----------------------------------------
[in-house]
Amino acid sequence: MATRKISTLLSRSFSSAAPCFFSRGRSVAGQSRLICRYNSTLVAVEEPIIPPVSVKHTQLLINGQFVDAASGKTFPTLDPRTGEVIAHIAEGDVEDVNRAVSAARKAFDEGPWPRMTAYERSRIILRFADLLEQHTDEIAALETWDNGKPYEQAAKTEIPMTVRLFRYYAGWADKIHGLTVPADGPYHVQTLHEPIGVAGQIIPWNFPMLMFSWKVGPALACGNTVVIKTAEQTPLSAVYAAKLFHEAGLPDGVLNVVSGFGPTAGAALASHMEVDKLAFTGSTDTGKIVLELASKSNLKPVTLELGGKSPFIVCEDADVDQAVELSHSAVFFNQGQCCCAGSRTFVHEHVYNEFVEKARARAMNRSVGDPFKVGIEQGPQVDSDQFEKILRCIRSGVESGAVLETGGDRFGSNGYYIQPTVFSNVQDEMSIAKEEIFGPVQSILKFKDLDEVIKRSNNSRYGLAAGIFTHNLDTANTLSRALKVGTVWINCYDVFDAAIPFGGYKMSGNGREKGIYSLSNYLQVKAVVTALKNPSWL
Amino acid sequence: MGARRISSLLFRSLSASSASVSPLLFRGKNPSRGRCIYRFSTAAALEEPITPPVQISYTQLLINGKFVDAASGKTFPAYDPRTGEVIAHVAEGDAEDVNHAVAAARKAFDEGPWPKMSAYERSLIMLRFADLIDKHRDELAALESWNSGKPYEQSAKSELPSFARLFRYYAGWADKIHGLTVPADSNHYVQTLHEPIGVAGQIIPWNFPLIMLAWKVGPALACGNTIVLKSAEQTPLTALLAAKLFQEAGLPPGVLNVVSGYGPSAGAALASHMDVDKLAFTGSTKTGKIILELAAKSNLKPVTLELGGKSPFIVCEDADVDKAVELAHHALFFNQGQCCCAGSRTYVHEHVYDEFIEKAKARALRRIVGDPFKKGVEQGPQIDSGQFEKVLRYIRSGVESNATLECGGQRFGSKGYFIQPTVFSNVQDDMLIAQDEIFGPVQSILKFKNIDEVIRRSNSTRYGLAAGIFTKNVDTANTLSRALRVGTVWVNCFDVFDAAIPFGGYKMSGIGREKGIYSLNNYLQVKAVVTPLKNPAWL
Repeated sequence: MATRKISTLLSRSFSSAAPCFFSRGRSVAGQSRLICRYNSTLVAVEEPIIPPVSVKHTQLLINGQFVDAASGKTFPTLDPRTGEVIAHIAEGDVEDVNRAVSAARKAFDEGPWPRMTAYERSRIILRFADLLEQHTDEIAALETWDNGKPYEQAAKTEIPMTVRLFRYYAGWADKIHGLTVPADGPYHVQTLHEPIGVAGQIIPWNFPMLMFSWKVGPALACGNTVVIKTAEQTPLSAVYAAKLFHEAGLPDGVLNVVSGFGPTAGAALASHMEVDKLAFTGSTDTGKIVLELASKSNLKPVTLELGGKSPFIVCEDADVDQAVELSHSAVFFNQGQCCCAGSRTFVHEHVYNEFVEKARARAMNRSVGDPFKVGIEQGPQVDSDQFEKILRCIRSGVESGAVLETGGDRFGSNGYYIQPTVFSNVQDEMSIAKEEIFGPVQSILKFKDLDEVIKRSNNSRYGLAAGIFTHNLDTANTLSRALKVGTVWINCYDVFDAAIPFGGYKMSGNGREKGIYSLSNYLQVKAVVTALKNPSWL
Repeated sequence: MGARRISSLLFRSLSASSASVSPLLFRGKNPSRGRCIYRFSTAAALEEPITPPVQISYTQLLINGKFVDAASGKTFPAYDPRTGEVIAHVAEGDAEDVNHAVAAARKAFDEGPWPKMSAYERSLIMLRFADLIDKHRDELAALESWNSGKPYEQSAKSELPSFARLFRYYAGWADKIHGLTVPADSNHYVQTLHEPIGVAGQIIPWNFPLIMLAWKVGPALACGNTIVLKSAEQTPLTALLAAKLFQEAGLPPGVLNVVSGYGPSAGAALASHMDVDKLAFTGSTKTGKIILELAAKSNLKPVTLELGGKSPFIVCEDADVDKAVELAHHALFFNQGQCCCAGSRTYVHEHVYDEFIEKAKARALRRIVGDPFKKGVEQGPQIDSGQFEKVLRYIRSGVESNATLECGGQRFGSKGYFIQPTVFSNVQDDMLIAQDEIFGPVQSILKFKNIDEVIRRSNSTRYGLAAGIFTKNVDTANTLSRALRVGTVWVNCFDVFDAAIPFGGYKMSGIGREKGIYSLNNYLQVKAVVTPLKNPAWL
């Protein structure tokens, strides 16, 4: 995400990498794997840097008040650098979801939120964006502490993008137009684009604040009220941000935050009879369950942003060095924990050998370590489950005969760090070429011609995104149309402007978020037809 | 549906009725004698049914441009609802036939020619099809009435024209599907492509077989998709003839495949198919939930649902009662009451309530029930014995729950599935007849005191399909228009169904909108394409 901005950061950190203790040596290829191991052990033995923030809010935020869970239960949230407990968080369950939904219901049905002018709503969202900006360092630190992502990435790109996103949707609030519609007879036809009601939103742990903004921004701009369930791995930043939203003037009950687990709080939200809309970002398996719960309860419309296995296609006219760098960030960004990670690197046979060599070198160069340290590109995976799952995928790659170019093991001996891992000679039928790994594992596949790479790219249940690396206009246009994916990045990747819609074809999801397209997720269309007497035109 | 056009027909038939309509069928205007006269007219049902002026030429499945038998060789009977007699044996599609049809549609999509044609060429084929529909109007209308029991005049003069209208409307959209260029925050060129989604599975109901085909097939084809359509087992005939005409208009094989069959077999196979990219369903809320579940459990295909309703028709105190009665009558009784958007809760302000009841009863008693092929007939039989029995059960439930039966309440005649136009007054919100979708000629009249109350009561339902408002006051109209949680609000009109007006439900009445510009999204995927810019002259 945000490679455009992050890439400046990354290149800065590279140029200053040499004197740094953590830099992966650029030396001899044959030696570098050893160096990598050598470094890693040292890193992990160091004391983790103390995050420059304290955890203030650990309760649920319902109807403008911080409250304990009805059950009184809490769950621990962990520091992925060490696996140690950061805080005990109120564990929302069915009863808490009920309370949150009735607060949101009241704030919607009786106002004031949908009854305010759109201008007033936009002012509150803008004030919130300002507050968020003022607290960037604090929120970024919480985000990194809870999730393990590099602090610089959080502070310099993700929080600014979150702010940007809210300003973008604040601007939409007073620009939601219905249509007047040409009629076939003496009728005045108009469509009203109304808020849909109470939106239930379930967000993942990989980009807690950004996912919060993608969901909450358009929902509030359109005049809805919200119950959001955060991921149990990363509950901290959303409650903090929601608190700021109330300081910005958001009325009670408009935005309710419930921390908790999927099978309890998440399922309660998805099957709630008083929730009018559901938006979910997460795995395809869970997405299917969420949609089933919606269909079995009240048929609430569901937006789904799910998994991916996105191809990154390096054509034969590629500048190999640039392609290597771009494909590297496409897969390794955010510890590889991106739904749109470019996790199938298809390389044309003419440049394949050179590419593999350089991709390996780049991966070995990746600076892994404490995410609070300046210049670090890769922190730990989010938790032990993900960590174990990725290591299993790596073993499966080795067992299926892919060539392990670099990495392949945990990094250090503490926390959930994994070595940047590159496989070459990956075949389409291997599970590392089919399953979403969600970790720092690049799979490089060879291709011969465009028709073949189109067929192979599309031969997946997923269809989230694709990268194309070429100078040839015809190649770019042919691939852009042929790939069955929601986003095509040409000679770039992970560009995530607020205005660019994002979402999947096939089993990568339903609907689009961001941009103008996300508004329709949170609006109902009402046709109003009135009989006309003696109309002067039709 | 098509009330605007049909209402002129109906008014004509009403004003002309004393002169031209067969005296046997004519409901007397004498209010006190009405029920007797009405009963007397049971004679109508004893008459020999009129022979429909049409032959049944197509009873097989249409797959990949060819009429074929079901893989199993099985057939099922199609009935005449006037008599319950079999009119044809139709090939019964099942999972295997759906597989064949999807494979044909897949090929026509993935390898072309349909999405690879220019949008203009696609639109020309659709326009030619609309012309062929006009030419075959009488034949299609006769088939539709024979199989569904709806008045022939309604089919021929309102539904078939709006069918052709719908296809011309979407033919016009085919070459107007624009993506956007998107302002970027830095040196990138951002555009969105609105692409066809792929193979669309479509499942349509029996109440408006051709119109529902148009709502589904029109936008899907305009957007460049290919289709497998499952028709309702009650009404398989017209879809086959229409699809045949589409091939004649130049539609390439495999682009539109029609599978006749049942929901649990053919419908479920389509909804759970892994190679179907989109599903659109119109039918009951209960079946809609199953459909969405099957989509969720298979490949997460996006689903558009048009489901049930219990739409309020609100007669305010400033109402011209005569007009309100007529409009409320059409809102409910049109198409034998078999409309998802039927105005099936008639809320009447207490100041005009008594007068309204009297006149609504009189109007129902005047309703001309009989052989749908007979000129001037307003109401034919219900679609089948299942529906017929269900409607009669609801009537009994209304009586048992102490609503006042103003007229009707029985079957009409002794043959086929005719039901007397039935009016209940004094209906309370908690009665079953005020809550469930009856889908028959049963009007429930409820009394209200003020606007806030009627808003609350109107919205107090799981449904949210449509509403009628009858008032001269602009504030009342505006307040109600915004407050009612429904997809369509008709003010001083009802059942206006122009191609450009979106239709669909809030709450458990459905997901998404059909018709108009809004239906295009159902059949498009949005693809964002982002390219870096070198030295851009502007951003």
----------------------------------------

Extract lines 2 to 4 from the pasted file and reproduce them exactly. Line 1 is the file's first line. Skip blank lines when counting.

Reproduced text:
Amino acid sequence: MATRKISTLLSRSFSSAAPCFFSRGRSVAGQSRLICRYNSTLVAVEEPIIPPVSVKHTQLLINGQFVDAASGKTFPTLDPRTGEVIAHIAEGDVEDVNRAVSAARKAFDEGPWPRMTAYERSRIILRFADLLEQHTDEIAALETWDNGKPYEQAAKTEIPMTVRLFRYYAGWADKIHGLTVPADGPYHVQTLHEPIGVAGQIIPWNFPMLMFSWKVGPALACGNTVVIKTAEQTPLSAVYAAKLFHEAGLPDGVLNVVSGFGPTAGAALASHMEVDKLAFTGSTDTGKIVLELASKSNLKPVTLELGGKSPFIVCEDADVDQAVELSHSAVFFNQGQCCCAGSRTFVHEHVYNEFVEKARARAMNRSVGDPFKVGIEQGPQVDSDQFEKILRCIRSGVESGAVLETGGDRFGSNGYYIQPTVFSNVQDEMSIAKEEIFGPVQSILKFKDLDEVIKRSNNSRYGLAAGIFTHNLDTANTLSRALKVGTVWINCYDVFDAAIPFGGYKMSGNGREKGIYSLSNYLQVKAVVTALKNPSWL
Amino acid sequence: MGARRISSLLFRSLSASSASVSPLLFRGKNPSRGRCIYRFSTAAALEEPITPPVQISYTQLLINGKFVDAASGKTFPAYDPRTGEVIAHVAEGDAEDVNHAVAAARKAFDEGPWPKMSAYERSLIMLRFADLIDKHRDELAALESWNSGKPYEQSAKSELPSFARLFRYYAGWADKIHGLTVPADSNHYVQTLHEPIGVAGQIIPWNFPLIMLAWKVGPALACGNTIVLKSAEQTPLTALLAAKLFQEAGLPPGVLNVVSGYGPSAGAALASHMDVDKLAFTGSTKTGKIILELAAKSNLKPVTLELGGKSPFIVCEDADVDKAVELAHHALFFNQGQCCCAGSRTYVHEHVYDEFIEKAKARALRRIVGDPFKKGVEQGPQIDSGQFEKVLRYIRSGVESNATLECGGQRFGSKGYFIQPTVFSNVQDDMLIAQDEIFGPVQSILKFKNIDEVIRRSNSTRYGLAAGIFTKNVDTANTLSRALRVGTVWVNCFDVFDAAIPFGGYKMSGIGREKGIYSLNNYLQVKAVVTPLKNPAWL
Repeated sequence: MATRKISTLLSRSFSSAAPCFFSRGRSVAGQSRLICRYNSTLVAVEEPIIPPVSVKHTQLLINGQFVDAASGKTFPTLDPRTGEVIAHIAEGDVEDVNRAVSAARKAFDEGPWPRMTAYERSRIILRFADLLEQHTDEIAALETWDNGKPYEQAAKTEIPMTVRLFRYYAGWADKIHGLTVPADGPYHVQTLHEPIGVAGQIIPWNFPMLMFSWKVGPALACGNTVVIKTAEQTPLSAVYAAKLFHEAGLPDGVLNVVSGFGPTAGAALASHMEVDKLAFTGSTDTGKIVLELASKSNLKPVTLELGGKSPFIVCEDADVDQAVELSHSAVFFNQGQCCCAGSRTFVHEHVYNEFVEKARARAMNRSVGDPFKVGIEQGPQVDSDQFEKILRCIRSGVESGAVLETGGDRFGSNGYYIQPTVFSNVQDEMSIAKEEIFGPVQSILKFKDLDEVIKRSNNSRYGLAAGIFTHNLDTANTLSRALKVGTVWINCYDVFDAAIPFGGYKMSGNGREKGIYSLSNYLQVKAVVTALKNPSWL